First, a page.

The breezes at dawn have secrets to tell us…
As I explained in a previous post, etymologically, ‘weird’ means ‘fate’ and in the way I am speaking of it is also synonymous with the process of individuation; becoming one’s true and whole (unique) self. In this context, we might think of fate as a divine blueprint with which, to a certain extent, we can choose whether or not to align ourselves.
In a recent post I wrote about making an appointment with ourselves at which we ask ourselves if we are living authentically. Are we living our own lives or trying to live up to the expectations of others, and so on... I would like to expand on that a little and look more closely at some of the fears which may be preventing us from living from our truest selves.
When you think of living your weird, you might feel yourself become anxious. Maybe you have no idea what that would look like. You might wonder if you would dress in odd ways or have mannerisms which people make fun of or maybe you fear that you would be so out of control you might wave your arms in the air and yell as you walk down the street.
In fact, those who do live from their truest self are likely to be more creative, but unless expressing yourself through clothing is of huge interest for you, (or have absolutely no concern for clothing at all) you will probably dress much the same as you do now. You will probably walk pretty much the same, though your body will probably be less tense and constricted. You might become more adventurous with your paint colours or art in your home, but only if interior design is an interest for you. In other words, you probably won’t appear that different from the outside. Carl Jung, who was one of the individuals most dedicated to living from his true self that I can think of, was outwardly just a guy in a suit (which was pretty standard attire for a male at in the first half of the last century). He was though, an amazing artist besides being a groundbreaking psychologist.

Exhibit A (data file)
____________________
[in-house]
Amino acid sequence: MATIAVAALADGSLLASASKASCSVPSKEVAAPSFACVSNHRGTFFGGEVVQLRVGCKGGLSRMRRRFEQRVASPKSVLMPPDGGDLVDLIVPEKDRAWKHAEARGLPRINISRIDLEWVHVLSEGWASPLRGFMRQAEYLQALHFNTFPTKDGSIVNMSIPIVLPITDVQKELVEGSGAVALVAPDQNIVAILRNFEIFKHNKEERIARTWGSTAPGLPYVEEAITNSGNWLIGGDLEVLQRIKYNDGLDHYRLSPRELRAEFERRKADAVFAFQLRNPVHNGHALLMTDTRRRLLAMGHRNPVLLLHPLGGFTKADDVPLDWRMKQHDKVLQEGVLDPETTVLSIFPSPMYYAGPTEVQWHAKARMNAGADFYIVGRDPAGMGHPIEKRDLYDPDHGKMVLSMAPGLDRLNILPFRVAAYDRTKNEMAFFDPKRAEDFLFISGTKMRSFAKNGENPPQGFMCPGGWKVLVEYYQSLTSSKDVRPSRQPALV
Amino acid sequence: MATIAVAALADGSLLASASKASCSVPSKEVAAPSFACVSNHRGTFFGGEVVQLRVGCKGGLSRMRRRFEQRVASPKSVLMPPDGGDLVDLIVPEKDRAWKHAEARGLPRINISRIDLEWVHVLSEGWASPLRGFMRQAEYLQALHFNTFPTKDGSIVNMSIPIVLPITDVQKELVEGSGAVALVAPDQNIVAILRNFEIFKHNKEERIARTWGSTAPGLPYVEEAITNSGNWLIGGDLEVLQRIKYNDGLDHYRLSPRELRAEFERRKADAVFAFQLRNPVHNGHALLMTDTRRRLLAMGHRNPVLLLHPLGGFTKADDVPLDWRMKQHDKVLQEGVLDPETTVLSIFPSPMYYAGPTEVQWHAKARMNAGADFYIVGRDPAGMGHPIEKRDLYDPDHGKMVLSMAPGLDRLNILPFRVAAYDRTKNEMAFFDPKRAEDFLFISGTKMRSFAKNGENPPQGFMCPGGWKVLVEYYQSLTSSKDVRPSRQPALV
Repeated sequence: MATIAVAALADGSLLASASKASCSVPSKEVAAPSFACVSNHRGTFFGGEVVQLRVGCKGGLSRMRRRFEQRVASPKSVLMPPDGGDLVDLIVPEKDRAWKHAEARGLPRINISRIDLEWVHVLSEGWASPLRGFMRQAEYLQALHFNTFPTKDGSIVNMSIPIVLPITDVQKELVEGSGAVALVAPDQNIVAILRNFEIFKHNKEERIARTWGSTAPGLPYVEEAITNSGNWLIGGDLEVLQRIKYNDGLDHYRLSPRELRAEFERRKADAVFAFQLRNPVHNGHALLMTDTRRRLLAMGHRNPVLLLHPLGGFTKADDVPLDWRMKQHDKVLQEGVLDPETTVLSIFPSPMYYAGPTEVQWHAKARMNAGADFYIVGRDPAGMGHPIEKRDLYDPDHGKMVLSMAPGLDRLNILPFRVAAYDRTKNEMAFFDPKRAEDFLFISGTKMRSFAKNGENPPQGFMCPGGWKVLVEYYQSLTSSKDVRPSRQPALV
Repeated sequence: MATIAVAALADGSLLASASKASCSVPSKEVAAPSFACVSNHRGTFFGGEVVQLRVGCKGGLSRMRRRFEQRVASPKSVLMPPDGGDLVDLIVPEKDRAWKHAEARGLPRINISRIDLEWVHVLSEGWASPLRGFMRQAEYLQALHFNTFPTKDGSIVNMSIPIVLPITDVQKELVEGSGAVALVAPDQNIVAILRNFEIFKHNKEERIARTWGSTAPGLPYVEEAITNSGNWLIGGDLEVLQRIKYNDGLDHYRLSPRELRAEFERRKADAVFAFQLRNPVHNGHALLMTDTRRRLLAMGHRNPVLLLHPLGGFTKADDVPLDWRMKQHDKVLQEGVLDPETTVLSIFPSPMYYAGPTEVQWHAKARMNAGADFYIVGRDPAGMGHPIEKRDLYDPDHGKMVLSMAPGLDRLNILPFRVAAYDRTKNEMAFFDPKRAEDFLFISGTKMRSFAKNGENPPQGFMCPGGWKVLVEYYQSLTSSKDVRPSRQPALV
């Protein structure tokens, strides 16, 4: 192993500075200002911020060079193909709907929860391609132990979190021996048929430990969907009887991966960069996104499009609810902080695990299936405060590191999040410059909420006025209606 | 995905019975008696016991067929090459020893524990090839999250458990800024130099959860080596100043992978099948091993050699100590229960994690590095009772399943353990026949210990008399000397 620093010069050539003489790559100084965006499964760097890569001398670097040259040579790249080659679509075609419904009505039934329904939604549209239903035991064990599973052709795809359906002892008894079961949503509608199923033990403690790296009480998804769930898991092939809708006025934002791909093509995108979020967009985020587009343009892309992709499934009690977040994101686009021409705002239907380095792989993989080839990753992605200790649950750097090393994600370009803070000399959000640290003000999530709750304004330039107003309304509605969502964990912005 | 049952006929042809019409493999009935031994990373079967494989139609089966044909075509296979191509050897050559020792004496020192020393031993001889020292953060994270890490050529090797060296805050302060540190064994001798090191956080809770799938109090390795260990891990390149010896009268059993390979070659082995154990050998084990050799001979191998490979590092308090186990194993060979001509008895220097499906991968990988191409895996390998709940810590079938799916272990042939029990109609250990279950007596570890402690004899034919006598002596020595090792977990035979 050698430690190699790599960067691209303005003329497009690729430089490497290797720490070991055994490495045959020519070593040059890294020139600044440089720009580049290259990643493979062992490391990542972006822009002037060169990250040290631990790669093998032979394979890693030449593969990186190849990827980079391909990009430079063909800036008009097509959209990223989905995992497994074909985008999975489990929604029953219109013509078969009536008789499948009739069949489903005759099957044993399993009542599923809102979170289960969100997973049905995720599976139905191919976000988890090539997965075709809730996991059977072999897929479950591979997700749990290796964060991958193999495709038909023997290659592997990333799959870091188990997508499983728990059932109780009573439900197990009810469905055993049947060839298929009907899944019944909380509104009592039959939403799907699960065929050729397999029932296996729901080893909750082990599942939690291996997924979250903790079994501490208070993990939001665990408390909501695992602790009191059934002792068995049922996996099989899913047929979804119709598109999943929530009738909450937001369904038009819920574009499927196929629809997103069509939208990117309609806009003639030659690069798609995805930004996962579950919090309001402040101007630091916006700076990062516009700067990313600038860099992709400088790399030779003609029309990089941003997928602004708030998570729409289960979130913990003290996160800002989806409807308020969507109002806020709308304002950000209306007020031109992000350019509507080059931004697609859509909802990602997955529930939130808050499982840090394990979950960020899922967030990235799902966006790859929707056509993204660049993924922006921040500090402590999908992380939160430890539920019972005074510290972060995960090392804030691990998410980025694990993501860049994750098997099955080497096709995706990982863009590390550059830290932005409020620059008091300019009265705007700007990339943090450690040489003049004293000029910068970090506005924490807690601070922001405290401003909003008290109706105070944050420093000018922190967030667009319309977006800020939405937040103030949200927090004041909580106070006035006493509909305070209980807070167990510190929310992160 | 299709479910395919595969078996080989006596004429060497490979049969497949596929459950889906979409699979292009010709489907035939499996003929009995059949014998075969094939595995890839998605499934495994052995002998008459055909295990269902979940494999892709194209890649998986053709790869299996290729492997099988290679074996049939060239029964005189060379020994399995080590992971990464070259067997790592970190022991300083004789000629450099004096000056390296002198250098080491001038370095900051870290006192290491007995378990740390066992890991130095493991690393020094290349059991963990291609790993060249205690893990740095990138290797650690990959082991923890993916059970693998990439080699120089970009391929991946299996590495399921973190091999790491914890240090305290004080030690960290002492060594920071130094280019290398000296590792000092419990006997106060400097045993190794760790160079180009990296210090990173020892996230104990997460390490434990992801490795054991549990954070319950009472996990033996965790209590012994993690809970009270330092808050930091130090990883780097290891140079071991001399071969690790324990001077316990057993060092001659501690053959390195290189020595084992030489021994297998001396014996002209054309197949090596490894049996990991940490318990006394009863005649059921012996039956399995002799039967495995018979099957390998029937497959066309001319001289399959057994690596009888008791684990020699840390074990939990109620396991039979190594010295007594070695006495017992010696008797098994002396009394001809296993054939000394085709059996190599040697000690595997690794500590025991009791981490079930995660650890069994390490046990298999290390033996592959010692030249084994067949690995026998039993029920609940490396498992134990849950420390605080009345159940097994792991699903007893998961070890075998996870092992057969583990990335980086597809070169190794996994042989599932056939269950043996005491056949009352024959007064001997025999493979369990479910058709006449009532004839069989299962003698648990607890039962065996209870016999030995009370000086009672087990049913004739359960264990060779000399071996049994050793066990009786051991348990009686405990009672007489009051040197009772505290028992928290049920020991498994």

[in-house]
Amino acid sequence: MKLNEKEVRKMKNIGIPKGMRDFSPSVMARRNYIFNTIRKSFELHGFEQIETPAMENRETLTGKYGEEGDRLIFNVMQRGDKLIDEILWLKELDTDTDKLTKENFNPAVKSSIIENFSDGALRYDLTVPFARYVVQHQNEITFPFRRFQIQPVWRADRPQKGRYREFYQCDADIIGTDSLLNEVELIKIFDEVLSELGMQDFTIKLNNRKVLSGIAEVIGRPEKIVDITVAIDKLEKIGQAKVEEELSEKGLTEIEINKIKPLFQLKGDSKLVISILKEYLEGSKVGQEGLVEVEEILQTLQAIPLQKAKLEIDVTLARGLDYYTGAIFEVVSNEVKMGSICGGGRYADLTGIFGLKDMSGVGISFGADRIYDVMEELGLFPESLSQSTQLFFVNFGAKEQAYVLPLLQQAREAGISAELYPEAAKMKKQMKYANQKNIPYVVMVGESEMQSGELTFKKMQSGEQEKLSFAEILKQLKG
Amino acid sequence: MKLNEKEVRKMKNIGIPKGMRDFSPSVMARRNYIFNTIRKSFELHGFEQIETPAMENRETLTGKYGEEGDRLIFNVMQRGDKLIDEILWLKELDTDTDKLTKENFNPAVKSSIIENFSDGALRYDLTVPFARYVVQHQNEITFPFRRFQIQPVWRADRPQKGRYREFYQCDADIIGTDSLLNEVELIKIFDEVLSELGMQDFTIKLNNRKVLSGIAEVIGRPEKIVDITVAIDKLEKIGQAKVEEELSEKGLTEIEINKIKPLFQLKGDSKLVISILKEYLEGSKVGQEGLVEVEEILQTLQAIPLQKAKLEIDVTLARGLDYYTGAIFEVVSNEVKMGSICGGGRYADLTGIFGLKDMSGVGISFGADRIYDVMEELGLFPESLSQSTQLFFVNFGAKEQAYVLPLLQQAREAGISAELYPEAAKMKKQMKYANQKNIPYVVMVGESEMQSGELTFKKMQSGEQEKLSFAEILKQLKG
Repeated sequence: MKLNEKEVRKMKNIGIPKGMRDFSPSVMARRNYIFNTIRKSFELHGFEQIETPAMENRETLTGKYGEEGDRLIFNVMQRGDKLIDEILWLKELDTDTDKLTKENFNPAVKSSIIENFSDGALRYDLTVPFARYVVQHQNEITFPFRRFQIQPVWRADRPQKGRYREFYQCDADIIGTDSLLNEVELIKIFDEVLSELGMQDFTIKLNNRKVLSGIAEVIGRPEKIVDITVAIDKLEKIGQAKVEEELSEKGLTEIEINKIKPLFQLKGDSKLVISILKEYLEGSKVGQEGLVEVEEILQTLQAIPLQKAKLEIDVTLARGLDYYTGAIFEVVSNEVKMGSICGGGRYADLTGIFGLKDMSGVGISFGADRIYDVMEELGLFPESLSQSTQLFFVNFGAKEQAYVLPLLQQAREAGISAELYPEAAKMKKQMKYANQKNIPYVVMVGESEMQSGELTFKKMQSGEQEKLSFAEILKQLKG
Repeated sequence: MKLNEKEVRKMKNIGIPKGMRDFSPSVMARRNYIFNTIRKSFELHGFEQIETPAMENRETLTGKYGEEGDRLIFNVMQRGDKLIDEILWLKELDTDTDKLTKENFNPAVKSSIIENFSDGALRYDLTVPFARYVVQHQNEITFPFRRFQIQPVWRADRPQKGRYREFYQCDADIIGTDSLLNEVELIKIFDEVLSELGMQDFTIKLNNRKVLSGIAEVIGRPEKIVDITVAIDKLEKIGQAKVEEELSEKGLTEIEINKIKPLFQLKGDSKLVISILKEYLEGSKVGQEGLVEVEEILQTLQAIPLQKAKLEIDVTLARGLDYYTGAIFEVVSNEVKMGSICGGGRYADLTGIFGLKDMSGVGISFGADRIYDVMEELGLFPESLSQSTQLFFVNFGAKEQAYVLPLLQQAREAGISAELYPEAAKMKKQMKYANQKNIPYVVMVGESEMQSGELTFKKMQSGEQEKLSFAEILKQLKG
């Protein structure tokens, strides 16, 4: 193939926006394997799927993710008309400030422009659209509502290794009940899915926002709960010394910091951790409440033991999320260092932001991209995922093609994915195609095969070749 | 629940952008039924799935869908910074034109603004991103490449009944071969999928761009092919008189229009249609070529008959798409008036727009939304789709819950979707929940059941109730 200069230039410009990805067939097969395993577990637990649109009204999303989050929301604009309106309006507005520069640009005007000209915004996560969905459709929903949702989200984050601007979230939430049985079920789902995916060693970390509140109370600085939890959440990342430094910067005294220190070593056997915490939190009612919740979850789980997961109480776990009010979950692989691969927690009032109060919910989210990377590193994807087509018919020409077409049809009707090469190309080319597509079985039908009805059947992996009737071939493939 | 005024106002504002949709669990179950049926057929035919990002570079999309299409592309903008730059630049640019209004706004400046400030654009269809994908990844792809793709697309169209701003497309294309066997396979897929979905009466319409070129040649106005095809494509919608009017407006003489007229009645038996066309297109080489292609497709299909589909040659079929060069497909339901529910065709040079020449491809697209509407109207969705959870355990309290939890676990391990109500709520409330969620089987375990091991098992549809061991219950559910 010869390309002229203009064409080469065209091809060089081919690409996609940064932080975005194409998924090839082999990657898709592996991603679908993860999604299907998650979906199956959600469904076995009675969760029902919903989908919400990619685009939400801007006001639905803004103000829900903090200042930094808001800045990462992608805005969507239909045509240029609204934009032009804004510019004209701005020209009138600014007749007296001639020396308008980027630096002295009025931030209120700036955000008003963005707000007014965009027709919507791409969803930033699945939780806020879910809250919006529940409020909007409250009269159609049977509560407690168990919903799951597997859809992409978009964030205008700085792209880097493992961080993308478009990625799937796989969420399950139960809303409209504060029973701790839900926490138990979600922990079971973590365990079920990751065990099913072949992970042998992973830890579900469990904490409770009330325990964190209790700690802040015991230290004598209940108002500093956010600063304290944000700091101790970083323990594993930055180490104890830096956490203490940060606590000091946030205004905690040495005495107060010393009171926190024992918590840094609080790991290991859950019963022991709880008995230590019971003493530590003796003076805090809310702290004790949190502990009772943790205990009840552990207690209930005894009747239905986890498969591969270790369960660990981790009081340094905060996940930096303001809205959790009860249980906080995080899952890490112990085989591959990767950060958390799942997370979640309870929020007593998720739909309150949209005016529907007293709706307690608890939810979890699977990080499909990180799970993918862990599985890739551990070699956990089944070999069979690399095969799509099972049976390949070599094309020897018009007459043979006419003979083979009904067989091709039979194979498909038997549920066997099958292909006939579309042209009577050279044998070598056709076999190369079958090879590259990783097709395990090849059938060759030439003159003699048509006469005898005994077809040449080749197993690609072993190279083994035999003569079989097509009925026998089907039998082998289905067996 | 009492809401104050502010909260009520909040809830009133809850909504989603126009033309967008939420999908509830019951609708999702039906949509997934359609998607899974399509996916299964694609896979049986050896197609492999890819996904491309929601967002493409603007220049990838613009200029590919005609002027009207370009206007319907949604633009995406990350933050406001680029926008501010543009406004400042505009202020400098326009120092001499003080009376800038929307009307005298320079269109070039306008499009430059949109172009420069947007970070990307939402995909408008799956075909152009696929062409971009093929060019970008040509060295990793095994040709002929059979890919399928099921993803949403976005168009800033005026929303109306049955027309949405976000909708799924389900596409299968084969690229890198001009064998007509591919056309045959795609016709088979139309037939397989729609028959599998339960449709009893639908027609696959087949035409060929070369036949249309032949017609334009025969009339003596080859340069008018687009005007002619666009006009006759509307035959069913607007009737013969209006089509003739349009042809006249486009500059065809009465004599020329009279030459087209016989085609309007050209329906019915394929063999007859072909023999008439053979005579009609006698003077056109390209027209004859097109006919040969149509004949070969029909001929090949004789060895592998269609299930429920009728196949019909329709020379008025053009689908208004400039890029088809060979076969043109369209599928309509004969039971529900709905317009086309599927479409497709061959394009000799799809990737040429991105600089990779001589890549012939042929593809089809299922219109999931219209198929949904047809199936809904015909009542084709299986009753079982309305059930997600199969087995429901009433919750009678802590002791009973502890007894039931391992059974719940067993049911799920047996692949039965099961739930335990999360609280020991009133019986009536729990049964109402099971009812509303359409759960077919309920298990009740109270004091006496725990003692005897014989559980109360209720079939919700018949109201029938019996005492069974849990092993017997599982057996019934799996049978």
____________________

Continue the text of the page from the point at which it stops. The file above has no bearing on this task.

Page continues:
But me trying to convince you of this is not going to help much if you have anxieties about the opinions of others. And who doesn’t? It may help to think what would be the worst thing if you allowed yourself to be weird (more authentic)? (Taking a closer look at our fears and considering the worst possible scenario helps diffuse our fears, often completely.) A common fear is of appearing crazy or even being crazy. This seems to be a strong fear in North America in particular, probably having to do with the emphasis on being in control. (Maybe it is a chicken and egg kind of thing). I have had potential clients phone me for an appointment and try to assure me they are not crazy.
If looking or being crazy is a fear for you, ask yourself what crazy is exactly? What do you fear about being crazy? Perhaps you would scare people. Maybe people would laugh at you. Maybe you would become destructive. What would be the worst of these things? Sometimes people secretly would like to stick their tongue out or stamp their feet in public, etc. Is it possible you would secretly like to do the things you are afraid of?